Home » Garie McIntosh’s thematic trilogy

Technical aspects of the novels

The revised edition of What’s in a Name and two other books to be published form a series of inter-related novels in a thematic trilogy called The Barred-Spiral Trilogy. The theme is a reflective take on the relationship between mothers and their children.

As “bars generally affect . . . the motion of stars within spiral galaxies,” the trilogy is named for comparing a mother’s influence to what happens, the motions, in a spiral galaxy that has a central bar-shaped structure. Mothers are these structures, within which galaxies exist. Their children, residing within these galaxies, are the stars—which are affected by the motions, the events in our lives and every encounter therein that mothers effect.

Literary genre

Literary fiction with speculative elements of the supernatural (fantasy) and the dystopian as a main plot element, theme, or setting

Genre (umbrella genre)

Speculative fiction in the context of supernatural, futuristic or other imaginative themes

Subgenre (element, theme or setting)

  • Dystopian fiction (a genre of speculative fiction), which “explores social and political structures”
  • Supernatural fiction, which “exploits or requires as plot devices or themes some contradictions of the commonplace natural world and materialist assumptions about it”

Themes

The Barred-Spiral Trilogy is an allegorical theme about the undeniable influence that mothers have on their children.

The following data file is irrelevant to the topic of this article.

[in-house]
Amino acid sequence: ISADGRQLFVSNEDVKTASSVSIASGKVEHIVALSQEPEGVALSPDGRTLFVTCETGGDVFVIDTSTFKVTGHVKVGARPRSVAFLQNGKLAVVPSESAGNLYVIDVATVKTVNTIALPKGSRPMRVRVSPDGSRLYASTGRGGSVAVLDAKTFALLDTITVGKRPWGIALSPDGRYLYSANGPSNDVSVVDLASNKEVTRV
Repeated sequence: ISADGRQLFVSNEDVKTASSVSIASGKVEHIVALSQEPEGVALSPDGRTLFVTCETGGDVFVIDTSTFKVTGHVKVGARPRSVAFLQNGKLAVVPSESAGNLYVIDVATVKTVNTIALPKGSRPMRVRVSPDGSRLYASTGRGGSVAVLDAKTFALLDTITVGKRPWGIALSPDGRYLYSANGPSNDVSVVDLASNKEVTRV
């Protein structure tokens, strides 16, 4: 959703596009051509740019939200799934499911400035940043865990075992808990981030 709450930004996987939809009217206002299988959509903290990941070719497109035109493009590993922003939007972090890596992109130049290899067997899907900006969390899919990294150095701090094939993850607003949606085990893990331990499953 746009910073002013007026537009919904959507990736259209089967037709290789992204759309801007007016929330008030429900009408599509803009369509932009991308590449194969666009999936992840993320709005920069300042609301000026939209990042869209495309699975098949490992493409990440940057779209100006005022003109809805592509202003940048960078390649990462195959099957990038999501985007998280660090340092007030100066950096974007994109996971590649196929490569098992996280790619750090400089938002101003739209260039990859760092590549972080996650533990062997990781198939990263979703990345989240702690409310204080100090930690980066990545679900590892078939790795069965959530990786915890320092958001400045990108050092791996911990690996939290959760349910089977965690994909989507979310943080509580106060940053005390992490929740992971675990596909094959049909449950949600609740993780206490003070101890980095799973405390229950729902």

The Allegories

What’s in a Name uses “the abuse and obscenity of silence” as an allegory for childhood traumas spanning into adulthood.

The Perfumed Shroud is an allegory for a woman’s grief, which the novel uses to reinforce that a mother’s denial can have deadly consequences.Whaleseasons, a portmanteau coined from a combination of whales and seasons, is an allegory for the shocking experiences and realities of men who, having accepted that they need their mothers, discover that mothers destroy sons. The novel maps Christology as a spiritual allegory onto narratology to define the true nature, or hypostasis, of the central character, Bushnell (Kingsley Busha Ⅰ). He discovers that to get his wife and children to move back into the house after they have left him, he must find the answer to an enduring question from his past. Meanwhile, the reader is tasked with figuring out Bushnell’s reality amongst the boy, the man, and the father.

Novel structure

Character story

“The story begins at the moment when the main character becomes so unhappy, impatient or angry in her present role that she begins the process of change; it ends when the character either settles into a new role (happily or not) or gives up the struggle and remains in the old role (happily or not).”

  • What’s in a Name
  • Whaleseasons

Event story

“In the event story, something is wrong in the fabric of the universe; the world is out of order.”

  • The Perfumed Shroud